How to Build a Chat App With Next.js & Firebase
In this tutorial, we will guide you through building a simple chat application with Next.js and Firebase.
Implementing a chat functionality for a website from scratch takes a lot of time and effort. So it’s wise to utilize platforms such as CometChat to easily build chat functionality in no time.
Before following this tutorial, you first need to make sure you have setup the following. It’s also recommended that you have a bit of experience developing PHP applications:
Before we proceed, it’s nice to know what we’re actually going to build. We’re going to build an app that allows users to create an account they can use to login in order to participate in the chat for a live online event. The admin creates these events via an admin interface, which we’re also going to build. Here’s what the app is going to look like:
You can find the source code of the app on this GitHub repo.
Once you’re logged in to your CometChat account for the first time, it will prompt you to create a new app. Just put any name you want and save it. That should provide you with an App ID and Auth Key. You can use those later on to connect to the app:
You can also navigate to the API & Auth Keys to view the Rest API key assigned to the app. This is what we’ll use later on to connect to the Rest API so we can create users and chat rooms:
Next, navigate to the Chat Widgets page and create a new chat widget:
Create the project by executing the command below on your working directory:
composer create-project laravel/laravel cometchat-live-event
Once that’s done, navigate to the directory it created and install the frontend dependencies:
Next, using your database management tool of choice, create a new database called live_event.
Lastly, rename the .env.example file to .env and supply your database credentials:
Now we’re ready to start building the app. Here’s an outline of what we’re going to do:
Update the database migrations
We need a database to persist user and event data.
First, update the default users table migration file to include the cometchat_user_id. This corresponds to the ID of the user in CometChat:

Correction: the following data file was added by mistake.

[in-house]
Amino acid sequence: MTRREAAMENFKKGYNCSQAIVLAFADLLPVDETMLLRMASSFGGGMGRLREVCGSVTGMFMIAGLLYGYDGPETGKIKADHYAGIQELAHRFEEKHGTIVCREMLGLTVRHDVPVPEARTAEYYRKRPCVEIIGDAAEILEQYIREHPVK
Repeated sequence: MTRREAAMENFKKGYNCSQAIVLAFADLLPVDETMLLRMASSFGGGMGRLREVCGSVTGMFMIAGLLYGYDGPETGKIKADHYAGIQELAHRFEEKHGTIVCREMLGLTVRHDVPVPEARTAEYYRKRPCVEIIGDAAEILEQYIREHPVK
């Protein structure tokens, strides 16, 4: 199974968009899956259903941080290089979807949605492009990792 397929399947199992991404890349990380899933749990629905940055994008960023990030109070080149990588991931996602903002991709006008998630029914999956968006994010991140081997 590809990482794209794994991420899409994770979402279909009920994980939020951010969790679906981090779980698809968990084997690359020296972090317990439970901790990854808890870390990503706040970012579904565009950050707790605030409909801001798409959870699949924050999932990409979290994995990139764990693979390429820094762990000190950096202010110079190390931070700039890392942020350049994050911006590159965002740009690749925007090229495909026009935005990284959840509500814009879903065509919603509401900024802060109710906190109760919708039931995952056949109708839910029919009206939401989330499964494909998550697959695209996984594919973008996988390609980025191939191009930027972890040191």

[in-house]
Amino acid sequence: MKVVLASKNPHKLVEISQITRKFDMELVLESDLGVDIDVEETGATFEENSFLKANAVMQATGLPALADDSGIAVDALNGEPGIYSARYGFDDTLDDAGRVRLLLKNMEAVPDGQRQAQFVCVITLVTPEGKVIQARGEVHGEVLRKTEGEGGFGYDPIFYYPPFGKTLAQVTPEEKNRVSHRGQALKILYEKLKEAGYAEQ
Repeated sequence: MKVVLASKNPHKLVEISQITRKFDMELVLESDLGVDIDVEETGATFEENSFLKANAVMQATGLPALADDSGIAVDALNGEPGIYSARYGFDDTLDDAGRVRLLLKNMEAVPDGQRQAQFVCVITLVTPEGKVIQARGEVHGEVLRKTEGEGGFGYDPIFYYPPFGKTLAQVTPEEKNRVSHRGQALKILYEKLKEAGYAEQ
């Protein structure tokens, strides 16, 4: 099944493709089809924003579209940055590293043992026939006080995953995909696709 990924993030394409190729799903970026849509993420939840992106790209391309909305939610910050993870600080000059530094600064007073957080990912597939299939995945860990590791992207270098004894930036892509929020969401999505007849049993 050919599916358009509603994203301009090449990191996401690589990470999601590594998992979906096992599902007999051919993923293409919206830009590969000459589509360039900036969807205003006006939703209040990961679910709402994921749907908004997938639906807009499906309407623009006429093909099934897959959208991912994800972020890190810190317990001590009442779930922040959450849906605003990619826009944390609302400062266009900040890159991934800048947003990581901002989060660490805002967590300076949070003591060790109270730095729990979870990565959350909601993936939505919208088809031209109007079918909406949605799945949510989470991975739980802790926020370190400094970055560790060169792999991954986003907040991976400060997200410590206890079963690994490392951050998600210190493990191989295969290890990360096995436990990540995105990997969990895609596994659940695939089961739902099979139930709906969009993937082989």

Next, create a new migration file for the events table. This is where we’ll store the live events and it corresponds to a group (chat room) in CometChat:
php artisan make:migration create_events_table
Add the following inside the up method:
Let’s implement the registration of users. First, create a new controller:
php artisan make:controller RegisterController
Add the code for serving the page for user registration:
Create the view file at resources/views/register.blade.php and add the following. This allows users to create an account using an email and password:
The view above extends the following view:
It also includes the following partial. We use this for displaying an alert message:
We used Bootstrap classes in the above code but Laravel 8 no longer have Bootstrap pre-installed. So we need to install it first before we proceed further. First, execute the following command to provide Laravel with the ability to generate scaffolding for frontend libraries like Bootstrap, React, or Vue:
composer require laravel/ui
Next, install the Bootstrap scaffolding then install Bootstrap:
php artisan ui bootstrap
Now you should be able to include it in your app stylesheet:
At this point, it’s also nice to make sure that your webpack.mix.js file has the following contents. This is to make sure you have all the necessary frontend files:
While developing the app, you can run the following command to instantly recompile the frontend assets everytime you make a change to any of the files specified in the webpack.mix.js file:
npm run watch
Next, add the following in the routes/web.php file:
Once the form is submitted, we first validate the input data using ValidateUser (we’ll create this shortly). Then we make a request to CometChat’s REST API to create a corresponding CometChat user. The API expects us to pass a JSON string containing the user data. By default, only the uid and name is required. Though you can pass other fields as well. Later on, this user will allow us to login to interact with the CometChat chat widget. If the request succeeded, we create the user in the database as well:
In the above code we used a form request class to validate the user input. You can create that with the following command:
php artisan make:request ValidateUser
Open the app/Http/Requests/ValidateUser.php file and replace the authorize and rules method with the following. This validates the user input and redirect them back to the form with the errors:
We also used the User model. That’s already created by default, so all we have to do is update it to include the custom field we added earlier:
Lastly, we fetched a config variable in app/Http/Controllers/RegisterController.php earlier. Add the following to your config/services.php file. This represents the config variables for CometChat:
Update the .env file to include the actual values. You can find these config in the API & Auth Keys and Chat Widgets page of your CometChat account:
At this point, you should now be able to check the output on your browser. Either by executing php artisan serve or via the local domain name you attached to your project.
This app will also have an admin responsible for creating the events. Create a new controller for it:
php artisan make:controller EventsManagementController
Open the app/Http/Controllers/EventsManagementController.php file and add the following. This has very similar code with the RegisterController, the only thing that’s different is that we’re creating events instead of users: